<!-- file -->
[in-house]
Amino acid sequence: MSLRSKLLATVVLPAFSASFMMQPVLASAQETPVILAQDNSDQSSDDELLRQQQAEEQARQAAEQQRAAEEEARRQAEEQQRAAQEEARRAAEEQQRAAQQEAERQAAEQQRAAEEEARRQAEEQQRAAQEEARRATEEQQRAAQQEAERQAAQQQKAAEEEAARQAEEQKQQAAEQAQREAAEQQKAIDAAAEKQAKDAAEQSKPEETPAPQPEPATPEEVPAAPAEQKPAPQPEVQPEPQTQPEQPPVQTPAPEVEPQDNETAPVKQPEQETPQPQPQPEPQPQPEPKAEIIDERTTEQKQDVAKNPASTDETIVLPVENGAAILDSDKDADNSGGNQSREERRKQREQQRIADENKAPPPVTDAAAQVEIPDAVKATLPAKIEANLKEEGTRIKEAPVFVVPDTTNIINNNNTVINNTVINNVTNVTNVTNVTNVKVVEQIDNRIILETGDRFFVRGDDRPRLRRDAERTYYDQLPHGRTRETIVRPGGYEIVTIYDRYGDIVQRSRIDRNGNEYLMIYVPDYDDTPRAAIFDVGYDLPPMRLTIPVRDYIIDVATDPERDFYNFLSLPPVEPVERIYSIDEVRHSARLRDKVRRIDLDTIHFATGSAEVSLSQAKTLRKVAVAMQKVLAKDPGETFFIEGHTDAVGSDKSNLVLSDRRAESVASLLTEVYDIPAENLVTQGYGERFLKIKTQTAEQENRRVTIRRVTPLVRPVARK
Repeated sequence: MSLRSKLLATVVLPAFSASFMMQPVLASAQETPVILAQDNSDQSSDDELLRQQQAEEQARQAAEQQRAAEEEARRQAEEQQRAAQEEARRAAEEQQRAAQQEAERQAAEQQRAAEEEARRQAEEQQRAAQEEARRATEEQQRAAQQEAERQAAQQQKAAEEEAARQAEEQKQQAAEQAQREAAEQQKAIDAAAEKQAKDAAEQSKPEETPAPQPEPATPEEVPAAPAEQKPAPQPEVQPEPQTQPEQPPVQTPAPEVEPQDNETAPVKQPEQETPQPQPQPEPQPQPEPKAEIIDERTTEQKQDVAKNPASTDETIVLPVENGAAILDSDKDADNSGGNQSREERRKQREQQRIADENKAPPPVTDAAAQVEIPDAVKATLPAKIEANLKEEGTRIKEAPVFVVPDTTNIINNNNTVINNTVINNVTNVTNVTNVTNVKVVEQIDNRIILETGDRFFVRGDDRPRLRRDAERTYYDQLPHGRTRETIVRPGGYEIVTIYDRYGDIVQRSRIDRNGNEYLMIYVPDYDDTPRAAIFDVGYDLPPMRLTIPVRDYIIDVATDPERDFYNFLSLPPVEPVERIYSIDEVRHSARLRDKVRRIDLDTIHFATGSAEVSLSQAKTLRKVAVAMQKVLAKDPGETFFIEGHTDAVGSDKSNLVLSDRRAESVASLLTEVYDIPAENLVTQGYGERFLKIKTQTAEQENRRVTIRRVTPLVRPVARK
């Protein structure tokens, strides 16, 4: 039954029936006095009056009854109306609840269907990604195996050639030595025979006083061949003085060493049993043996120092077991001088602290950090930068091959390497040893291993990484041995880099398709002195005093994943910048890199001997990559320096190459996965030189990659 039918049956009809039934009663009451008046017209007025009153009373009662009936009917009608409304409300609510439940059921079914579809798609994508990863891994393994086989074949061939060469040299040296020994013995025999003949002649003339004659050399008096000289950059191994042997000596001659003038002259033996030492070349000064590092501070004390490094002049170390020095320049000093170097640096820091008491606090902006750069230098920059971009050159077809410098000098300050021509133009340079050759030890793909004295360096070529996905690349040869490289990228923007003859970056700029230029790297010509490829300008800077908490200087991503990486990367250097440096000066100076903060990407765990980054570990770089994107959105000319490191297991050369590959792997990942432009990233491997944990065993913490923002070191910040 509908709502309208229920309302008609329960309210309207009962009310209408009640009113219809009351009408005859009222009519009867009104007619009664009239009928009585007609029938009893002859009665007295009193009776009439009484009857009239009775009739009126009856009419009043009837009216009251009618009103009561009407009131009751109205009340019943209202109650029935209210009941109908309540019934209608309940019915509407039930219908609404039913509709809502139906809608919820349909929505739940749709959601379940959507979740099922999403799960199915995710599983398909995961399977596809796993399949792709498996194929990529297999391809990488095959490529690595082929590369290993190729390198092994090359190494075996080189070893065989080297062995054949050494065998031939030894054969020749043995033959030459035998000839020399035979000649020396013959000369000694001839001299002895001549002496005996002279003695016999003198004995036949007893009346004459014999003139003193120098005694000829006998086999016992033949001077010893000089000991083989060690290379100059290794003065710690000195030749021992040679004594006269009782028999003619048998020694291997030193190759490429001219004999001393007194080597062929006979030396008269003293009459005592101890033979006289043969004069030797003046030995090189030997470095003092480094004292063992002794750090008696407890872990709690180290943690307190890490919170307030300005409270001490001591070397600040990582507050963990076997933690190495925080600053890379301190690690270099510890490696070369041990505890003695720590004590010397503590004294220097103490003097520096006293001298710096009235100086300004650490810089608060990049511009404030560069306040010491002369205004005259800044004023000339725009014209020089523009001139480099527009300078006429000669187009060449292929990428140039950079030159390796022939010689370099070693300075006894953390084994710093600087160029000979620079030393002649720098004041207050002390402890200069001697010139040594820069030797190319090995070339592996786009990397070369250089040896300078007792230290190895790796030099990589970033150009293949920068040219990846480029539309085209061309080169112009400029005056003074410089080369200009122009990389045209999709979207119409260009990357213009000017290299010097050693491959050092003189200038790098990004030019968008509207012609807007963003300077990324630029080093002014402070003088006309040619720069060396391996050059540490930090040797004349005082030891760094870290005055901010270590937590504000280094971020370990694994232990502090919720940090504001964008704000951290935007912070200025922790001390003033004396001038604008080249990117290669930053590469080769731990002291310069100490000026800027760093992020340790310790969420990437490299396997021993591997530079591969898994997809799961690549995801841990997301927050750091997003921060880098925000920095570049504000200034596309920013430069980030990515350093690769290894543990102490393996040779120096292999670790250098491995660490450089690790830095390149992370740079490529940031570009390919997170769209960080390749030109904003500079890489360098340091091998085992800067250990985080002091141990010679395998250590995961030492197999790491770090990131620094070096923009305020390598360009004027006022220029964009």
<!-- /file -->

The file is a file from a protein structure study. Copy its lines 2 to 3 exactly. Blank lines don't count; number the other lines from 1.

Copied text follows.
Amino acid sequence: MSLRSKLLATVVLPAFSASFMMQPVLASAQETPVILAQDNSDQSSDDELLRQQQAEEQARQAAEQQRAAEEEARRQAEEQQRAAQEEARRAAEEQQRAAQQEAERQAAEQQRAAEEEARRQAEEQQRAAQEEARRATEEQQRAAQQEAERQAAQQQKAAEEEAARQAEEQKQQAAEQAQREAAEQQKAIDAAAEKQAKDAAEQSKPEETPAPQPEPATPEEVPAAPAEQKPAPQPEVQPEPQTQPEQPPVQTPAPEVEPQDNETAPVKQPEQETPQPQPQPEPQPQPEPKAEIIDERTTEQKQDVAKNPASTDETIVLPVENGAAILDSDKDADNSGGNQSREERRKQREQQRIADENKAPPPVTDAAAQVEIPDAVKATLPAKIEANLKEEGTRIKEAPVFVVPDTTNIINNNNTVINNTVINNVTNVTNVTNVTNVKVVEQIDNRIILETGDRFFVRGDDRPRLRRDAERTYYDQLPHGRTRETIVRPGGYEIVTIYDRYGDIVQRSRIDRNGNEYLMIYVPDYDDTPRAAIFDVGYDLPPMRLTIPVRDYIIDVATDPERDFYNFLSLPPVEPVERIYSIDEVRHSARLRDKVRRIDLDTIHFATGSAEVSLSQAKTLRKVAVAMQKVLAKDPGETFFIEGHTDAVGSDKSNLVLSDRRAESVASLLTEVYDIPAENLVTQGYGERFLKIKTQTAEQENRRVTIRRVTPLVRPVARK
Repeated sequence: MSLRSKLLATVVLPAFSASFMMQPVLASAQETPVILAQDNSDQSSDDELLRQQQAEEQARQAAEQQRAAEEEARRQAEEQQRAAQEEARRAAEEQQRAAQQEAERQAAEQQRAAEEEARRQAEEQQRAAQEEARRATEEQQRAAQQEAERQAAQQQKAAEEEAARQAEEQKQQAAEQAQREAAEQQKAIDAAAEKQAKDAAEQSKPEETPAPQPEPATPEEVPAAPAEQKPAPQPEVQPEPQTQPEQPPVQTPAPEVEPQDNETAPVKQPEQETPQPQPQPEPQPQPEPKAEIIDERTTEQKQDVAKNPASTDETIVLPVENGAAILDSDKDADNSGGNQSREERRKQREQQRIADENKAPPPVTDAAAQVEIPDAVKATLPAKIEANLKEEGTRIKEAPVFVVPDTTNIINNNNTVINNTVINNVTNVTNVTNVTNVKVVEQIDNRIILETGDRFFVRGDDRPRLRRDAERTYYDQLPHGRTRETIVRPGGYEIVTIYDRYGDIVQRSRIDRNGNEYLMIYVPDYDDTPRAAIFDVGYDLPPMRLTIPVRDYIIDVATDPERDFYNFLSLPPVEPVERIYSIDEVRHSARLRDKVRRIDLDTIHFATGSAEVSLSQAKTLRKVAVAMQKVLAKDPGETFFIEGHTDAVGSDKSNLVLSDRRAESVASLLTEVYDIPAENLVTQGYGERFLKIKTQTAEQENRRVTIRRVTPLVRPVARK